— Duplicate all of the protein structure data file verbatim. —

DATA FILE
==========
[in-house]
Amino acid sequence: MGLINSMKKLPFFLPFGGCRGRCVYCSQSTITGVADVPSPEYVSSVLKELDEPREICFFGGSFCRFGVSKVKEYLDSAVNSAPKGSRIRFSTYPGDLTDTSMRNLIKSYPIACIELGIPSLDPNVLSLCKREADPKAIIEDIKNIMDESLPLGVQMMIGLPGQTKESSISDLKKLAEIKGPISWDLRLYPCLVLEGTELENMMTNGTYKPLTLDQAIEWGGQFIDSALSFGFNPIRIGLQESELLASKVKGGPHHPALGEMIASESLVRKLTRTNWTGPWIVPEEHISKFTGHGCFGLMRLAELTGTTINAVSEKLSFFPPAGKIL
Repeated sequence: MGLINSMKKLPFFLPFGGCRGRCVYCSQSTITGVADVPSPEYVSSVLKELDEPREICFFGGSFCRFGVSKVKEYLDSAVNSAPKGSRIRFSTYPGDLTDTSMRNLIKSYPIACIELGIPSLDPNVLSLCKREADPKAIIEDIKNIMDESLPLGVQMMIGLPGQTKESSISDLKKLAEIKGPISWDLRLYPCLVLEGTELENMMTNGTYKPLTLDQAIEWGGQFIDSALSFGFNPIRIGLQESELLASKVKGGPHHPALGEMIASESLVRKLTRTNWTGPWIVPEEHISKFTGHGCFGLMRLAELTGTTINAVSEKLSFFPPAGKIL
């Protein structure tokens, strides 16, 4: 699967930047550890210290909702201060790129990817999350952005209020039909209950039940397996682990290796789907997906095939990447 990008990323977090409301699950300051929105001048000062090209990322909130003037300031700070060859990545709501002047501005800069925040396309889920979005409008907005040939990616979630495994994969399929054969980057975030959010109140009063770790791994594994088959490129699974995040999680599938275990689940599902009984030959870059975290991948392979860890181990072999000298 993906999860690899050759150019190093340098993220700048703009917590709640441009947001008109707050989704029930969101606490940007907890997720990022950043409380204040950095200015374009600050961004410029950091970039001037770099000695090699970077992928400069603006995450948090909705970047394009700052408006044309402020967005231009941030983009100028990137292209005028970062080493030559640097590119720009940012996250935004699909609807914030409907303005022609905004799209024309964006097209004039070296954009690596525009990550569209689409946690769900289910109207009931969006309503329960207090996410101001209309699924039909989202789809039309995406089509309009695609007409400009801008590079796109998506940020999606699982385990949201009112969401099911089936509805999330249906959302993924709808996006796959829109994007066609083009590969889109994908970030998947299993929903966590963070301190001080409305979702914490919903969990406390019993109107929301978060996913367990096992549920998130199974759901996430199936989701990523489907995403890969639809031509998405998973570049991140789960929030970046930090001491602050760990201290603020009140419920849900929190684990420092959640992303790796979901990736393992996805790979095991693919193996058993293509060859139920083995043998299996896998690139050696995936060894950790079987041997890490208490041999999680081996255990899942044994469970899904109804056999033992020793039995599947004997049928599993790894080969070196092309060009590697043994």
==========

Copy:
[in-house]
Amino acid sequence: MGLINSMKKLPFFLPFGGCRGRCVYCSQSTITGVADVPSPEYVSSVLKELDEPREICFFGGSFCRFGVSKVKEYLDSAVNSAPKGSRIRFSTYPGDLTDTSMRNLIKSYPIACIELGIPSLDPNVLSLCKREADPKAIIEDIKNIMDESLPLGVQMMIGLPGQTKESSISDLKKLAEIKGPISWDLRLYPCLVLEGTELENMMTNGTYKPLTLDQAIEWGGQFIDSALSFGFNPIRIGLQESELLASKVKGGPHHPALGEMIASESLVRKLTRTNWTGPWIVPEEHISKFTGHGCFGLMRLAELTGTTINAVSEKLSFFPPAGKIL
Repeated sequence: MGLINSMKKLPFFLPFGGCRGRCVYCSQSTITGVADVPSPEYVSSVLKELDEPREICFFGGSFCRFGVSKVKEYLDSAVNSAPKGSRIRFSTYPGDLTDTSMRNLIKSYPIACIELGIPSLDPNVLSLCKREADPKAIIEDIKNIMDESLPLGVQMMIGLPGQTKESSISDLKKLAEIKGPISWDLRLYPCLVLEGTELENMMTNGTYKPLTLDQAIEWGGQFIDSALSFGFNPIRIGLQESELLASKVKGGPHHPALGEMIASESLVRKLTRTNWTGPWIVPEEHISKFTGHGCFGLMRLAELTGTTINAVSEKLSFFPPAGKIL
């Protein structure tokens, strides 16, 4: 699967930047550890210290909702201060790129990817999350952005209020039909209950039940397996682990290796789907997906095939990447 990008990323977090409301699950300051929105001048000062090209990322909130003037300031700070060859990545709501002047501005800069925040396309889920979005409008907005040939990616979630495994994969399929054969980057975030959010109140009063770790791994594994088959490129699974995040999680599938275990689940599902009984030959870059975290991948392979860890181990072999000298 993906999860690899050759150019190093340098993220700048703009917590709640441009947001008109707050989704029930969101606490940007907890997720990022950043409380204040950095200015374009600050961004410029950091970039001037770099000695090699970077992928400069603006995450948090909705970047394009700052408006044309402020967005231009941030983009100028990137292209005028970062080493030559640097590119720009940012996250935004699909609807914030409907303005022609905004799209024309964006097209004039070296954009690596525009990550569209689409946690769900289910109207009931969006309503329960207090996410101001209309699924039909989202789809039309995406089509309009695609007409400009801008590079796109998506940020999606699982385990949201009112969401099911089936509805999330249906959302993924709808996006796959829109994007066609083009590969889109994908970030998947299993929903966590963070301190001080409305979702914490919903969990406390019993109107929301978060996913367990096992549920998130199974759901996430199936989701990523489907995403890969639809031509998405998973570049991140789960929030970046930090001491602050760990201290603020009140419920849900929190684990420092959640992303790796979901990736393992996805790979095991693919193996058993293509060859139920083995043998299996896998690139050696995936060894950790079987041997890490208490041999999680081996255990899942044994469970899904109804056999033992020793039995599947004997049928599993790894080969070196092309060009590697043994």